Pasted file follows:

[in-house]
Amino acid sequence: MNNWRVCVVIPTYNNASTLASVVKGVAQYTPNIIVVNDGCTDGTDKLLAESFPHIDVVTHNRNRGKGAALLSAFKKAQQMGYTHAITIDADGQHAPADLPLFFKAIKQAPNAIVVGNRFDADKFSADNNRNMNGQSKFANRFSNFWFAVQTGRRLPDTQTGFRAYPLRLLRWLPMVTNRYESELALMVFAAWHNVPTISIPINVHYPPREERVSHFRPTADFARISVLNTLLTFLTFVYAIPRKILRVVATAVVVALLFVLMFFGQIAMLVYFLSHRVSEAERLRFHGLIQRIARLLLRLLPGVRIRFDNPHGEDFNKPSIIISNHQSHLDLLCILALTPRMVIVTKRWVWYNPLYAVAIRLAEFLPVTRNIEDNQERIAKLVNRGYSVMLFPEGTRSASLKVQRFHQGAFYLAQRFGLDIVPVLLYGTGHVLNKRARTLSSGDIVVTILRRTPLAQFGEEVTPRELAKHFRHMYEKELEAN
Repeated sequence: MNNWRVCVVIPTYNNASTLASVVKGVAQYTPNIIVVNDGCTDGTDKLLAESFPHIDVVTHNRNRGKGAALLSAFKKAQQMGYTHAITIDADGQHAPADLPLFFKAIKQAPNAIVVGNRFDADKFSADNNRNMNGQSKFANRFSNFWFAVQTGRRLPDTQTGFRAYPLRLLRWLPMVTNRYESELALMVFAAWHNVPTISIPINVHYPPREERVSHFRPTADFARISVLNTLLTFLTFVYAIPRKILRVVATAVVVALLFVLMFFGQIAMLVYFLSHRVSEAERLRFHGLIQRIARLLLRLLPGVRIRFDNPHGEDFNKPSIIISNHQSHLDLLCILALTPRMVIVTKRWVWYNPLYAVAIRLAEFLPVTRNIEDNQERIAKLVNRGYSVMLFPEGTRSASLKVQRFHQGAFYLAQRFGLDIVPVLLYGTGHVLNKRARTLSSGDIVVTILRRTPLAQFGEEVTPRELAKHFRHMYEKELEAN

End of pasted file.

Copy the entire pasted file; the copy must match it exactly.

[in-house]
Amino acid sequence: MNNWRVCVVIPTYNNASTLASVVKGVAQYTPNIIVVNDGCTDGTDKLLAESFPHIDVVTHNRNRGKGAALLSAFKKAQQMGYTHAITIDADGQHAPADLPLFFKAIKQAPNAIVVGNRFDADKFSADNNRNMNGQSKFANRFSNFWFAVQTGRRLPDTQTGFRAYPLRLLRWLPMVTNRYESELALMVFAAWHNVPTISIPINVHYPPREERVSHFRPTADFARISVLNTLLTFLTFVYAIPRKILRVVATAVVVALLFVLMFFGQIAMLVYFLSHRVSEAERLRFHGLIQRIARLLLRLLPGVRIRFDNPHGEDFNKPSIIISNHQSHLDLLCILALTPRMVIVTKRWVWYNPLYAVAIRLAEFLPVTRNIEDNQERIAKLVNRGYSVMLFPEGTRSASLKVQRFHQGAFYLAQRFGLDIVPVLLYGTGHVLNKRARTLSSGDIVVTILRRTPLAQFGEEVTPRELAKHFRHMYEKELEAN
Repeated sequence: MNNWRVCVVIPTYNNASTLASVVKGVAQYTPNIIVVNDGCTDGTDKLLAESFPHIDVVTHNRNRGKGAALLSAFKKAQQMGYTHAITIDADGQHAPADLPLFFKAIKQAPNAIVVGNRFDADKFSADNNRNMNGQSKFANRFSNFWFAVQTGRRLPDTQTGFRAYPLRLLRWLPMVTNRYESELALMVFAAWHNVPTISIPINVHYPPREERVSHFRPTADFARISVLNTLLTFLTFVYAIPRKILRVVATAVVVALLFVLMFFGQIAMLVYFLSHRVSEAERLRFHGLIQRIARLLLRLLPGVRIRFDNPHGEDFNKPSIIISNHQSHLDLLCILALTPRMVIVTKRWVWYNPLYAVAIRLAEFLPVTRNIEDNQERIAKLVNRGYSVMLFPEGTRSASLKVQRFHQGAFYLAQRFGLDIVPVLLYGTGHVLNKRARTLSSGDIVVTILRRTPLAQFGEEVTPRELAKHFRHMYEKELEAN